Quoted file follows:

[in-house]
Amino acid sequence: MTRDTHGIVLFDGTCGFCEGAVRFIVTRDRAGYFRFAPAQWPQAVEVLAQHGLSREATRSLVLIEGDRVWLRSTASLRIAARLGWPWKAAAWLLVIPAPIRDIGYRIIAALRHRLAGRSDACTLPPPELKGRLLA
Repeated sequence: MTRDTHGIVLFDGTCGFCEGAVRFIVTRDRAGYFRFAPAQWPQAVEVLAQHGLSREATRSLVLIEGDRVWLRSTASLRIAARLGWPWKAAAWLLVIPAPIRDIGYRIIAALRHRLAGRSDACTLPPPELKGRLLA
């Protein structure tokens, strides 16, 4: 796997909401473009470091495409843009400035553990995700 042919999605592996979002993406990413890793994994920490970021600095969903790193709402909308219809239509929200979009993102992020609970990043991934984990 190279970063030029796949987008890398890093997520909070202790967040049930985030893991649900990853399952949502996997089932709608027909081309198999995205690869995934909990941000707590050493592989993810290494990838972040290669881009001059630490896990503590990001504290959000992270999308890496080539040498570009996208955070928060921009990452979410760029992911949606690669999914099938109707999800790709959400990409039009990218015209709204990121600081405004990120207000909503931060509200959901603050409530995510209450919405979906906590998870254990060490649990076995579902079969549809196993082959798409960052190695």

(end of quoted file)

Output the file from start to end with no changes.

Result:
[in-house]
Amino acid sequence: MTRDTHGIVLFDGTCGFCEGAVRFIVTRDRAGYFRFAPAQWPQAVEVLAQHGLSREATRSLVLIEGDRVWLRSTASLRIAARLGWPWKAAAWLLVIPAPIRDIGYRIIAALRHRLAGRSDACTLPPPELKGRLLA
Repeated sequence: MTRDTHGIVLFDGTCGFCEGAVRFIVTRDRAGYFRFAPAQWPQAVEVLAQHGLSREATRSLVLIEGDRVWLRSTASLRIAARLGWPWKAAAWLLVIPAPIRDIGYRIIAALRHRLAGRSDACTLPPPELKGRLLA
């Protein structure tokens, strides 16, 4: 796997909401473009470091495409843009400035553990995700 042919999605592996979002993406990413890793994994920490970021600095969903790193709402909308219809239509929200979009993102992020609970990043991934984990 190279970063030029796949987008890398890093997520909070202790967040049930985030893991649900990853399952949502996997089932709608027909081309198999995205690869995934909990941000707590050493592989993810290494990838972040290669881009001059630490896990503590990001504290959000992270999308890496080539040498570009996208955070928060921009990452979410760029992911949606690669999914099938109707999800790709959400990409039009990218015209709204990121600081405004990120207000909503931060509200959901603050409530995510209450919405979906906590998870254990060490649990076995579902079969549809196993082959798409960052190695």